Even in a statement in the Old Testament about God being one, it seems we find a plural nuance. Deuteronomy 6:4 states, “Hear O Israel: The Lord our God, the Lord is One”. The word for Lord is יְהוָֹה, transliterated, Yhvh, or Yahweh; and the word for God is אֱלהִים, (Elohim). This phrase could be translated: Yahweh, our Elohim (plural) is one.

In fact, however, it’s very unclear (and rather unlikely) that Elohim, which is plural, was meant in a plural sense (as in numerical). (See God: Is Elohim a Plural Word?) Further, in the Ancient Near East, people commonly worshiped multiple gods, so it was important to distinguish Yahweh from the multiple gods of surrounding nations, the type of gods that Ancient Near East people were familiar with. The idea of One God was a radical departure from cultural and time period concepts of gods.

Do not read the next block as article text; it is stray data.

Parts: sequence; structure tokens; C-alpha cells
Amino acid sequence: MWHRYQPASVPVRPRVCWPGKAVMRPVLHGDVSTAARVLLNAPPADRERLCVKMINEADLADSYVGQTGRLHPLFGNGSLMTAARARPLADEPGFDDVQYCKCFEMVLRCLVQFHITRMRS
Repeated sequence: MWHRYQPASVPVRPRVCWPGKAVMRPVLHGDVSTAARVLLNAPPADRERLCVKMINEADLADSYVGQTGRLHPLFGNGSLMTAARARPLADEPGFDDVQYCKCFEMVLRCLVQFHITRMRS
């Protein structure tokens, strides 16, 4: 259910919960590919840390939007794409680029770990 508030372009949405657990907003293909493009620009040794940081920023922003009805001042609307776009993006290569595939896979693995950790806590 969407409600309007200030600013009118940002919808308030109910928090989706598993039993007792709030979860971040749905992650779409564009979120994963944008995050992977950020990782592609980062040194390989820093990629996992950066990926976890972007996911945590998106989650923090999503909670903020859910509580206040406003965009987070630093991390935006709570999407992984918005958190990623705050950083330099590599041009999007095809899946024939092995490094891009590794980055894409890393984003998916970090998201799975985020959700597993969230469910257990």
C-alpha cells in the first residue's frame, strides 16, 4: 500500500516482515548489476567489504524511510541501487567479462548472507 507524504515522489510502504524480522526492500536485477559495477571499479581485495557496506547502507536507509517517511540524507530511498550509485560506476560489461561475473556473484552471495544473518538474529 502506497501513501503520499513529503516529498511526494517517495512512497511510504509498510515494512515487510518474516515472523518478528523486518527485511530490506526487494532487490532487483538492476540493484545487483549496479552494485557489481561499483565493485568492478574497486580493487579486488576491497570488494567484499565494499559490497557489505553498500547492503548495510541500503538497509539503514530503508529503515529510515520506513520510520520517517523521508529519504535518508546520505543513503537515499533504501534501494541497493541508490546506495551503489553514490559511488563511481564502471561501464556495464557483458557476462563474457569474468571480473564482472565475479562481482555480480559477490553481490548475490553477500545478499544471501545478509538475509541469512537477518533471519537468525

The emphasis in these early verses was clearly on the oneness of God in contrast to the gods of the time. So, these verses may not be a good argument that Elohim (plural) supports the idea of the Trinity. Neither does such nuanced analysis preclude the idea as revealed elsewhere.

In Exodus, when Moses encounters God at the burning bush, he says, “The angel of the Lord appeared to him….” (Ex. 3:2) Then he says, “When the Lord saw that he [Moses] turned aside to look, God called to him….” (Ex. 3:4) Then the Lord said, “I am the God of your father, the God of Abraham, the God of Isaac, and the God of Jacob.” (Ex. 3:6)

This is the same passage in which God answers the question from Moses, who should I say sent me, as follows: “[S]ay to the sons of Israel, ‘I AM has sent me to you.’…. ‘The Lord, the God of your fathers, the God of Abraham, the God of Isaac, and the God of Jacob, has sent me to you.’ This is My name forever, and this is My memorial-name to all generations.’” (Ex. 3:14-15)

Notice at the beginning of Exodus 3 that “the angel of the Lord appeared to Moses. (v.2) Then, the Lord (Yahweh) called to Moses. (v.4) Then the Lord said, “I am the God [אֱלהִים, Elohim – plural] of Abraham….” (v.6) The verses seem to interchange angel of the Lord with God.